• Interestingly, by the time of Adam Smith and Benjamin Franklin, the number of major inventions enabled by better science was still small, and most material progress was still little more than a promissory note. On the eve of the Industrial Revolution, in 1759, Samuel Johnson wrote, “When the Philosophers of the last age were first congregated into the Royal Society, great expectations were raised of the sudden progress of useful arts … The truth is, that little had been done compared with what fame had been suffered to promise.”

  • 18th-century Europe (or better put, Britain) faced a number of difficult technological problems that were seen widely as requiring an urgent solution. Among those were how to measure longitude at sea, how to spin yarn from fibers without using human fingers, how to pump water out of flood-prone coal mines, how to prevent smallpox (the most dreaded disease of the time), and how to refine pig iron cheaply and quickly.

    • By 1800 these problems had all been solved by people who were ingenious, informed, and inventive, and the list could be made much longer: Macaulay could write by gaslight, wear underwear bleached with a chlorine-based powder, and, within a year of completing that essay, travel by train.


Pour les 4 news suivantes, retrouvez les résumés sur ParlonsFutur.com en cliquant ici

  • Pourquoi l'ISF américain que propose la candidate démocrate Elizabeth Warren n'échouera pas, selon son concepteur l'économiste français Gabriel Zucman (tribune dans le Washington Post)

  • Top 10 des technos émergentes en 2019 (par un panel d'experts sollicités par la revue Scientific American et le World Economic Forum)

  • L'histoire incroyable de Martine Rothblatt : sa fille souffrait d'une maladie rare, elle met un au point un remède, la sauve, et crée au passage une entreprise faisant plus d'un milliard de dollars de revenus annuels (et ce n'est que le début)

  • CollapseOS : le système d'exploitation open source pour faire face à l'apocalypse, qu'on peut faire tourner sur un ordi construit avec des pièces détachées faciles à trouver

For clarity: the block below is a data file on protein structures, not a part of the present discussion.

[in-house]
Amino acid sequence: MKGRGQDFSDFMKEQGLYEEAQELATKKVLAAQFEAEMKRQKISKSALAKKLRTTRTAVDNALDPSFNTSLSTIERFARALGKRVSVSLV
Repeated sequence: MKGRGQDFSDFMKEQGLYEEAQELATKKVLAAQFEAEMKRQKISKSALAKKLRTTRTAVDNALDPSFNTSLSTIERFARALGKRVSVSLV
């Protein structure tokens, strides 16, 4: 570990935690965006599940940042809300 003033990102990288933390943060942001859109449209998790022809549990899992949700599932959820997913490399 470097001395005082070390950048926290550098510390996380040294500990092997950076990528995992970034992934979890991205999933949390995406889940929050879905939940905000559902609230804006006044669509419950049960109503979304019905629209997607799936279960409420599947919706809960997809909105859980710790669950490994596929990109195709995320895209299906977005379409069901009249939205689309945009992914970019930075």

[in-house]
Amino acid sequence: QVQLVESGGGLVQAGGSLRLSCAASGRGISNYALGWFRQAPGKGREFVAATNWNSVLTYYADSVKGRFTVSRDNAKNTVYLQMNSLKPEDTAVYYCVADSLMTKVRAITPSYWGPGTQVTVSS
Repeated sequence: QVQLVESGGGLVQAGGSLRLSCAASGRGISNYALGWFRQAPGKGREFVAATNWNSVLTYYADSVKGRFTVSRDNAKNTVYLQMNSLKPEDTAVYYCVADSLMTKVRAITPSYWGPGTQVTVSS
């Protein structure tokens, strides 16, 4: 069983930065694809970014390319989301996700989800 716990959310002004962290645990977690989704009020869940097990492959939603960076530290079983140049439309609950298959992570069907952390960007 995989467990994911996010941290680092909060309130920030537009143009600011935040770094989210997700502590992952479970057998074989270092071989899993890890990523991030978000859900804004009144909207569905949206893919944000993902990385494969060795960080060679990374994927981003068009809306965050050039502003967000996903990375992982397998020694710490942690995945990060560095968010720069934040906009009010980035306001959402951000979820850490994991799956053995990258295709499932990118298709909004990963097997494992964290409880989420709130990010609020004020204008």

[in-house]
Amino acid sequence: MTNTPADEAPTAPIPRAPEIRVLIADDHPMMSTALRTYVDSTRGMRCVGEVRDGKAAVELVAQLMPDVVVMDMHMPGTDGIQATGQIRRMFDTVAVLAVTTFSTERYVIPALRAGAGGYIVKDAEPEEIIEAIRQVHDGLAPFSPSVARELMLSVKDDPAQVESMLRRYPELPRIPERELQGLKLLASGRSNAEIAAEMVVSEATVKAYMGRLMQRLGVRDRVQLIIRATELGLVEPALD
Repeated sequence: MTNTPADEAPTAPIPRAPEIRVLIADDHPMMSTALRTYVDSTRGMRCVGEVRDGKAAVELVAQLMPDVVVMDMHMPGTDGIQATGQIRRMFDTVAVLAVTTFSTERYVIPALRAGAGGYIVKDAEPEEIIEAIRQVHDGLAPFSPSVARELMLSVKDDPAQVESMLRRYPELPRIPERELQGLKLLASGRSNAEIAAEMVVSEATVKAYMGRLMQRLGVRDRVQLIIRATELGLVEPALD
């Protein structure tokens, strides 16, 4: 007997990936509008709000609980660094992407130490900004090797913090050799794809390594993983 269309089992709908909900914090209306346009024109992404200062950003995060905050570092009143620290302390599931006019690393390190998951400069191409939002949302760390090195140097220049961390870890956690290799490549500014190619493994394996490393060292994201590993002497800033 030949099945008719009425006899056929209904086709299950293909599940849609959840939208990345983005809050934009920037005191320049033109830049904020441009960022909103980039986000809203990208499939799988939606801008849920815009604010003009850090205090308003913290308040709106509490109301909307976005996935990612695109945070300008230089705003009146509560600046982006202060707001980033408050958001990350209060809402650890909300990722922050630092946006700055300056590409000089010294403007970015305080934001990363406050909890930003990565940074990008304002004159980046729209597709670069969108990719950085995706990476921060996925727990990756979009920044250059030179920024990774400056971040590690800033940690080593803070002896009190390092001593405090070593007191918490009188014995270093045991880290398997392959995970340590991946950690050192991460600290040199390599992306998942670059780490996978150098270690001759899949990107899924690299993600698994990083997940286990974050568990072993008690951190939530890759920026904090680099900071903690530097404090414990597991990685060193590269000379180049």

Dessert : voici quelques-uns de mes derniers tweets(retrouvez-moi sur Twitter ici) :

  • As India’s Indira Gandhi said in 1972 at the United Nation’s first conference on the environment, “Poverty is the biggest polluter.” So as poverty declines, so, too, will pollution

  • Between 2005 and 2015 the Chinese government taught more than 20 million small farmers about efficient use of fertilizer. The results of this intervention were impressive: average yields across all crops increased by about 10%, while total application of nitrogen decreased by 15%

  • Perhaps 10s or 100s of thousands of species of plants are edible, but today only 200 are cultivated, and just 3 (wheat, maize, and rice) make up the majority of humanity’s calories from crops. The U.N. FAO says 75% of the crops grown a century ago are no longer cultivated

  • research with Felix Eggers, of the University of Groningen, found that Facebook alone has created more than $225 billion worth of uncounted value for consumers since 2004 in the US.


Café ? Voici les liens vers les dernières newsletters, just in case ;)

L'addition ?

Cette newsletter est gratuite, mais si vous souhaitez m'encourager à continuer ce modeste travail de synthèse, vous pouvez simplement :

  • étoiler ce mail et/ou y répondre d'un mot, pour que les algos des messageries comprennent que ce n'est pas du spam (j'espère), cela permettra une meilleure distribution!

  • forwarder cet email à quelques ami(e)s et collègues avec un petit mot, voire de les inscrire directement ici !

Merci d'avance :)

Quelques mots sur le cuisto

  • J'ai écrit plus de 50 articles ces dernières années, à retrouver ici, dont une bonne partie publiés dans des médias comme le Journal du Net (mes chroniques ici), le Huffington Post, L'Express, Les Échos.

  • Je suis CEO et co-fondateur de l'agence digitale KRDS, nous avons des bureaux dans 6 pays entre la France et l'Asie. Je suis basé à Singapour (mon Linkedin), également membre du conseil d'administration du think tank Live with AI qui entend chercher à comprendre comment nous pourrons apprendre à vivre avec l'intelligence artificielle et mieux anticiper les changements qu'elle va apporter.

C'est tout pour cette semaine !

Merci et bonne semaine,

Thomas